Liqian Ren, Ph.D., and director of modern alpha for WisdomTree, spoke with Dr. Peter Luo, Ph.D., co-founder and CEO of Adagene, regarding developments in the pharmaceutical industry and business practices abroad in the most recent China of Tomorrow podcast from WisdomTree.
Adagene is a biotech company developing new cancer antibody treatments through the use of its AI technology platform. It is headquartered an hour outside of Shanghai by high-speed rail as well as having a U.S. headquarters and businesses in Singapore and Australia. Adagene utilizes algorithms and the AI portion of its business to help develop better antibodies on a faster timeline than would otherwise be possible, explained Dr. Luo.
“With that kind of technology platform, this has a very good scalability, therefore it allows us to leverage a lot of scaled operations: for example, using our technology, we were able to develop one of the largest physical antibody libraries designed by AI power,” Dr. Luo said.
The library allows for better discovery of new antibodies through large-scale screenings that are used to detect things such as breast cancer. At a time when R&D has been on the decline for pharmaceutical companies in general, Adagene has been working to expand. The supportive ecosystem in China has allowed the company to flourish, much like the WuXi Apptec, a major pharmaceutical and medical device company based in China but with operations globally.
The onset of the COVID-19 pandemic highlighted the importance of productivity infrastructures within the biotech sector. Vaccines and new developments to combat variants are only as good as the ability to produce at scale. Adagene’s platform has made major developments within cancer antibody identification and development possible in a faster, more efficient, and scalable way than had previously been possible, a trend that has been seen across biotech with the importance and role of technology platforms coming to the fore since the onset of the pandemic.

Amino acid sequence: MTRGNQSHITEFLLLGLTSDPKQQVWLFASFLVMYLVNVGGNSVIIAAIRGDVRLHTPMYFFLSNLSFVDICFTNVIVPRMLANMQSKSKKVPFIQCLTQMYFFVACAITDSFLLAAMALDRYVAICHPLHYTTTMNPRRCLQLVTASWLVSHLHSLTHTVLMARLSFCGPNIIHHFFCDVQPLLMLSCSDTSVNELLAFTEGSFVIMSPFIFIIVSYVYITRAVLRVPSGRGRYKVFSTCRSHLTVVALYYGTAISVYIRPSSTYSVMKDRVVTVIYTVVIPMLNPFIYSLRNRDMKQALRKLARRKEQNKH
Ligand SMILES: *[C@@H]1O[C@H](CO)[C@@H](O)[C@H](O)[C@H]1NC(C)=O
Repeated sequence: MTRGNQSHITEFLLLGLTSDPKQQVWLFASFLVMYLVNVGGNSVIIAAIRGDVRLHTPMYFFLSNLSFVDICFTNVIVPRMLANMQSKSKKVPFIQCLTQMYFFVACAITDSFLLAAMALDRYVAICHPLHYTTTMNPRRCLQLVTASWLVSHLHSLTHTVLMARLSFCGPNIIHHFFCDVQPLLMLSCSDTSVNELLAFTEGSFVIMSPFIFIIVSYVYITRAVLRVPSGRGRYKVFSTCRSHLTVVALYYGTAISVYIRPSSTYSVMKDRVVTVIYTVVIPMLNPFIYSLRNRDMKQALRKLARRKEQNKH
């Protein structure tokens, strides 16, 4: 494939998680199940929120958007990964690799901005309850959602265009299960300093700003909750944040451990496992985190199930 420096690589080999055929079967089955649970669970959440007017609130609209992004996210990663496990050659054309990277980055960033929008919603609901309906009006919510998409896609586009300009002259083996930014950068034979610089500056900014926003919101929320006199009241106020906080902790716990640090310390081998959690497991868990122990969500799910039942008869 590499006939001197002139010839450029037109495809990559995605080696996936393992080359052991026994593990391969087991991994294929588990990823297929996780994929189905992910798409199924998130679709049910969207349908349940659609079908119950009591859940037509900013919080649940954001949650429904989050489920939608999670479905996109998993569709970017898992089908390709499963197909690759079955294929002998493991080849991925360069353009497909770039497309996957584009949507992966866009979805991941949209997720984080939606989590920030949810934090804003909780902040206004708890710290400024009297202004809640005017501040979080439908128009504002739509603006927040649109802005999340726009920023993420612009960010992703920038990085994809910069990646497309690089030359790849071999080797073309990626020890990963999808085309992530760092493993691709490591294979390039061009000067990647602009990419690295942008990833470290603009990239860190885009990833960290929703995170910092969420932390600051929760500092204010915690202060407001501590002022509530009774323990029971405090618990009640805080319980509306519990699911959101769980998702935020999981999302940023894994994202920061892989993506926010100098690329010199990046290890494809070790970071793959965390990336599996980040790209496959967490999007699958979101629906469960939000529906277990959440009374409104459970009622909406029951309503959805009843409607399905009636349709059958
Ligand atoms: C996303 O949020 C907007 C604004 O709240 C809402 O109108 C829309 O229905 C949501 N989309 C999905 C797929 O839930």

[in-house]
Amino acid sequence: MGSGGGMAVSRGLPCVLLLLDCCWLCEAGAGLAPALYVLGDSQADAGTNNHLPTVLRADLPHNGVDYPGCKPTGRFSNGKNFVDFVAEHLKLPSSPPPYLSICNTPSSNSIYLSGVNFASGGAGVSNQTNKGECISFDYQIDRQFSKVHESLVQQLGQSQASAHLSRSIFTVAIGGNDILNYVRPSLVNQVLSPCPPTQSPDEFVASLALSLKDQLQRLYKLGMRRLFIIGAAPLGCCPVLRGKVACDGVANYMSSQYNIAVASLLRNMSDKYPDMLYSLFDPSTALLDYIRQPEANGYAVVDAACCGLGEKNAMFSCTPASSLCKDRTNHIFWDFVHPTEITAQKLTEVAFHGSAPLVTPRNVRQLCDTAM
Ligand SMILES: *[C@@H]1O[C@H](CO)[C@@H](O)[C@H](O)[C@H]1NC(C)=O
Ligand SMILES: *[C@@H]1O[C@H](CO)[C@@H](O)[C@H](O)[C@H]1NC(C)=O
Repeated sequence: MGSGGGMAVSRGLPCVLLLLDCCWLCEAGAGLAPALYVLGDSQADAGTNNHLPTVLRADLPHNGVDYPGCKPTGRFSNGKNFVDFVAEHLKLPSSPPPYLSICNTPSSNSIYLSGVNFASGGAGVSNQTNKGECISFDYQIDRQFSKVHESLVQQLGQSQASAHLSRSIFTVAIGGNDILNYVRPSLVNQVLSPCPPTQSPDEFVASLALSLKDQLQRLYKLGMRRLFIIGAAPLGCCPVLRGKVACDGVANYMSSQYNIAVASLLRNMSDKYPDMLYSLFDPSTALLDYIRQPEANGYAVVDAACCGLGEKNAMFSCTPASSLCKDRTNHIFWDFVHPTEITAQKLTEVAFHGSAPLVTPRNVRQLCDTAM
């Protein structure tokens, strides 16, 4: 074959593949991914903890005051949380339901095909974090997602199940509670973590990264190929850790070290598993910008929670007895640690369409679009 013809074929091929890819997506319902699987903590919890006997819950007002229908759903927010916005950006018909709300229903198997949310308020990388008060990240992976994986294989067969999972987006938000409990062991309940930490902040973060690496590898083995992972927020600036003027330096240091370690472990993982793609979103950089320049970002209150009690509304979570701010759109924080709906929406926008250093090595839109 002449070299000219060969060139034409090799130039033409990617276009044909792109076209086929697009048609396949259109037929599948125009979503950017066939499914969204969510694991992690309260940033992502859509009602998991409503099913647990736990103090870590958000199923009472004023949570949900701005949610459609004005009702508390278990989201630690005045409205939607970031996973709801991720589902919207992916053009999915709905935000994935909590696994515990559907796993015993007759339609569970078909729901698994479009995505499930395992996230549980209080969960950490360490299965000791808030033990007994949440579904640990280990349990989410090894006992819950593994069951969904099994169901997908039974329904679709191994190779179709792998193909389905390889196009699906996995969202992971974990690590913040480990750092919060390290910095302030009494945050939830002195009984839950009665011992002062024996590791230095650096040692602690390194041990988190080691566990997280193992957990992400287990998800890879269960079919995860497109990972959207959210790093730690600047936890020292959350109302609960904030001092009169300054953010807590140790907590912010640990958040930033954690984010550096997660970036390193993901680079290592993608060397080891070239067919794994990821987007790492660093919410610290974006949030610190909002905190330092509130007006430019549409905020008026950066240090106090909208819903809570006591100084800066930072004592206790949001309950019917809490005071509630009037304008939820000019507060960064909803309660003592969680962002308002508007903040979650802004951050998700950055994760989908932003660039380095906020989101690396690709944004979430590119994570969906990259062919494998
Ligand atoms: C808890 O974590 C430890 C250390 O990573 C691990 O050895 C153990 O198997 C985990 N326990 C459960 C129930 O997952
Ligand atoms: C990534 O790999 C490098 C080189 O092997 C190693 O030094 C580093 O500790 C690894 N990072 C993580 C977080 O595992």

Adagene is a global company that works in collaboration with other major pharmaceutical companies around the world. Dr. Luo discussed the considerations that go into such collaborations, such as the importance of the power of the platform and the role of data.
“Working with them, you really have to assess the science. Do you really have the right science and the global innovation to make your platform so attractive to them, to allow them to do something that otherwise is so difficult to do?” Dr. Luo explained.
How Chinese Companies View U.S. Delisting Risk
The discussion closes with how Chinese companies are approaching the risk of being delisted from U.S. markets as China and the U.S. regulatory agencies try and find a way forward that makes both sides happy. Largely, this has entailed the Chinese companies ensuring that they have a primary or secondary listing in Hong Kong if they do not already. Ren explained that 95% of the companies within WisdomTree’s Ex-State-Owned Index already have a secondary Hong Kong listing.
“If you look at the SEC rules and audits, they do have the rules and it strictly depends on your operational cost analysis,” which every company has to weigh, explained Dr. Luo. For Adagene, despite being a small-cap company, it has headquarters in the U.S. and runs trials globally, with supportive governments in Singapore in particular, and as a company it seeks to leverage the features that make it attractive.
“We have a very strong Chinese heritage but we also have a very global view and because we know the new innovations and we appreciate the U.S. market and the PIs (principal investigator) there, so that’s why we have this trial starting from the U.S./Austrialia, because the PIs really appreciate those kind of innovations,” Dr. Luo said.
Adagene and other companies like it have been partnering with investment bankers to help build out a financial plan for the long-term but relisting requirements in Hong Kong are fairly easy to meet. For many Chinese companies, while the risk is there, it is very low from their perspective in long-term impacts.
The WisdomTree China ex-State-Owned Enterprise Fund (CXSE) primarily trades in Hong Kong shares to reduce delisting risk for investors.
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